After months of debate and political wrangling, Mexico’s Congress approved an energy reform package that seeks to help the state oil company boost falling production. Despite attempts by opponents to block the reform by seizing the Chamber of Deputies’ podium, the lower house overwhelmingly passed the seven measures by a vote of 395-82 on October 28. However, though protesters—led by former Mexico City Mayor Andres López Obrador—marched in the capital and called the reform a violation of sovereignty, some analysts question whether the reform package goes far enough to attract investors.
With the country’s oil industry accounting for roughly 40 percent of the Mexican budget, a Petróleos Mexicanos (Pemex) production slump has long been a source of concern. In March, Mexico’s Energy Secretary Georgina Kessel warned that production could drop by as much as 800,000 barrels a day by 2012. In the first nine months of 2008, Pemex produced 9.7 percent less oil than in the same period of 2007. Mexico imports more than 40 percent of its gasoline because the firm lacks sufficient refining capabilities. The firm’s tax burden has also hobbled Pemex; Bloomberg used new Pemex figures to calculate that the firm logged third quarter losses of 14.3 billion pesos because of rising tax and royalty bills, despite record oil prices.
With an eye to such figures, the administration of President Felipe Calderón proposed the reforms in April to pave the way for contracts with private firms to build construction and broaden exploration efforts—particularly for deep-water reserves in the central Gulf near the U.S. and Cuban boundaries. He emphasized that Pemex, nationalized in 1938, would remain a state firm “petroleum is and will continue to belong exclusively to Mexicans.” Opposition leaders warned the reforms threatened to lead Pemex down the path of privatization and staged a series of protests, including a barricade of the lower house’s podium for two weeks. For nearly two months this summer, over 160 experts came together to debate and present solutions for fixing Pemex.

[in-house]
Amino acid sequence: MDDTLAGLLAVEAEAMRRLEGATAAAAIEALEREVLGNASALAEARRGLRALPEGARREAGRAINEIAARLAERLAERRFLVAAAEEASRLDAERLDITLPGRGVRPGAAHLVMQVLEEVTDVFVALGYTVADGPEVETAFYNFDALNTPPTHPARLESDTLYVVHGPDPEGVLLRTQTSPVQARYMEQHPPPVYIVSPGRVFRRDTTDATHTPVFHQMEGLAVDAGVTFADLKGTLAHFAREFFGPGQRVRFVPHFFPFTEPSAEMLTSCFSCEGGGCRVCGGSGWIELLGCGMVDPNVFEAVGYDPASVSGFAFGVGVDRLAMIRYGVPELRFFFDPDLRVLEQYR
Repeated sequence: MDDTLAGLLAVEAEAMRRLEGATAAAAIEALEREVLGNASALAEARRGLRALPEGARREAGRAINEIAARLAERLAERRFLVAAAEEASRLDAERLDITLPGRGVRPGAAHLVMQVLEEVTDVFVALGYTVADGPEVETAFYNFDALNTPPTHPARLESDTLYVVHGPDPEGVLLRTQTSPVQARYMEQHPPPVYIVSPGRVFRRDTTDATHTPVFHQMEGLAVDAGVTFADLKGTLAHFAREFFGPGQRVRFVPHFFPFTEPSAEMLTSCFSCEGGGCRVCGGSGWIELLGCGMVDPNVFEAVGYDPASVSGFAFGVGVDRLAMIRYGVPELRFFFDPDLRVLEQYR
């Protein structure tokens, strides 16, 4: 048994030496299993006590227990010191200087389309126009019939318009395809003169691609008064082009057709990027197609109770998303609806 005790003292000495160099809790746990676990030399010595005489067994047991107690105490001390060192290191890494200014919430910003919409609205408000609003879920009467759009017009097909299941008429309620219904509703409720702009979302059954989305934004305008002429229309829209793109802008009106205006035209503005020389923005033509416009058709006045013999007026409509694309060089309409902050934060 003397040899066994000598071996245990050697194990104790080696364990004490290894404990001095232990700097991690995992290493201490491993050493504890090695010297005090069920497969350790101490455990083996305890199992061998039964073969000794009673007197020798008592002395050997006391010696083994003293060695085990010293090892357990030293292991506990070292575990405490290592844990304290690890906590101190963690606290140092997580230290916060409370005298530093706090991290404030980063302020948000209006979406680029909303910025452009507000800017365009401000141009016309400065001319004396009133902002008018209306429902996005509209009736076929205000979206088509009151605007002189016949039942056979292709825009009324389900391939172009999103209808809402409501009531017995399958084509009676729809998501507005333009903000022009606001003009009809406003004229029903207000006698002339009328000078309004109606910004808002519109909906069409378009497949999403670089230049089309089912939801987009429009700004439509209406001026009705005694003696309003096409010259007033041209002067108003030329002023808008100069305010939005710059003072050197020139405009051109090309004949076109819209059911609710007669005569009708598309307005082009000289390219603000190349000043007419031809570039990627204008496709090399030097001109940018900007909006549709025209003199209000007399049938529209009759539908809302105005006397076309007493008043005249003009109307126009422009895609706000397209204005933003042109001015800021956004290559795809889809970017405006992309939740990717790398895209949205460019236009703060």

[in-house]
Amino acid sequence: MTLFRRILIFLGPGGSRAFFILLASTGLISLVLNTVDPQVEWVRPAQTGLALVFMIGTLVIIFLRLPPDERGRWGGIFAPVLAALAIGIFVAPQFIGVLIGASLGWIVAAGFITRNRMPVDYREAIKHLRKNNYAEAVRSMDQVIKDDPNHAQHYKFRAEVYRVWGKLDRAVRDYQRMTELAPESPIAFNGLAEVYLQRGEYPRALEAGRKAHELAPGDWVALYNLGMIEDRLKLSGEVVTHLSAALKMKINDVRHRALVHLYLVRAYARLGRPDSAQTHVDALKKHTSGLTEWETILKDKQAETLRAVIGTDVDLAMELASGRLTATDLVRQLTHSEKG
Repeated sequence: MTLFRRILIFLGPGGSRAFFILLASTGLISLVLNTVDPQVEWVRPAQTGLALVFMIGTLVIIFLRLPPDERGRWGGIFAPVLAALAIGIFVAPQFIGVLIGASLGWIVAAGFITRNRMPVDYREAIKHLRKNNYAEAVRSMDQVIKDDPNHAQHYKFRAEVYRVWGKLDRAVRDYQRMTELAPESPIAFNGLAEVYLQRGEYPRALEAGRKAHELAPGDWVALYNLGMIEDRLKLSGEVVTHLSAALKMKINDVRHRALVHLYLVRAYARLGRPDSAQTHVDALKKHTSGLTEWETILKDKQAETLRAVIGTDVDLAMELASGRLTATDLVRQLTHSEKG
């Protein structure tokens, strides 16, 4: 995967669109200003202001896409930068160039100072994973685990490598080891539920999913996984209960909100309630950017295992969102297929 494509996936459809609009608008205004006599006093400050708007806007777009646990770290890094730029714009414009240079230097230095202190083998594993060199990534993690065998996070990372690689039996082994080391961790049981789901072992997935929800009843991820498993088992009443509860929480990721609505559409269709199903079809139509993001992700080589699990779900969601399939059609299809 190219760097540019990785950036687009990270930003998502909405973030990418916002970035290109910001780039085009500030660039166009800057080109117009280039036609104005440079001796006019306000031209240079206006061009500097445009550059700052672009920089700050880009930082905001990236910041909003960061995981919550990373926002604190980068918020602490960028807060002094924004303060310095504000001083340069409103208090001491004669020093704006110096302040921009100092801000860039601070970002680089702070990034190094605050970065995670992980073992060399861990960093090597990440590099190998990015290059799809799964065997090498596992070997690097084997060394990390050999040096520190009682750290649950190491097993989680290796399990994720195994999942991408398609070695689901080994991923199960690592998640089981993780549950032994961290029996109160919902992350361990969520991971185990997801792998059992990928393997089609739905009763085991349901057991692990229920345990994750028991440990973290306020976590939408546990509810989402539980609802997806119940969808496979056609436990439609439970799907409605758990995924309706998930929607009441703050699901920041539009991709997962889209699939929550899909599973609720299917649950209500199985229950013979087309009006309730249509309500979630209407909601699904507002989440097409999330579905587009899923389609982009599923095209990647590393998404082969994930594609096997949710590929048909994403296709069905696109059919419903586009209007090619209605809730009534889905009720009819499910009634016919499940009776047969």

After facing this series of hurdles, the passage of the reform represents a victory for Calderón in terms of getting controversial legislature through Mexico’s Congress. In an interview with Televisa, Energy Secretary Georgina Kessel predicted that profits gained through the energy reform could help bump up GDP growth by 1 percent and create 300,000 jobs in three to five years. Pemex head Jesús Reyes Heroles said the new laws could help Pemex operate with greater efficiency and transparency.
But some have wondered whether the package that ultimately made its way through Congress lacks the necessary punch. Energia.com’s George Baker praised the reform for strengthening the autonomy of Pemex’s management, creating citizen bonds for investment in the firm, and allowing for greater contract flexibility and performance bonuses for contractors. Yet he warns, “[T]here is nothing, specifically, that will help Pemex or Mexico move into a serious program of deepwater exploration and development.” The Houston Chronicle calls the package “a watered-down” version of the original proposal, noting that it does not allow for foreign companies to lease concession blocks in the Gulf or invest in oil refining, thereby weakening Pemex’s hand in terms of partnering with private firms to build technological capacity.
However, Jeremy Martin of the Institute of the Americas writes that, while the reform may not seem sufficient to draw oil firms, “it is an important incremental step that will at least offer some needed tweaks at Pemex.”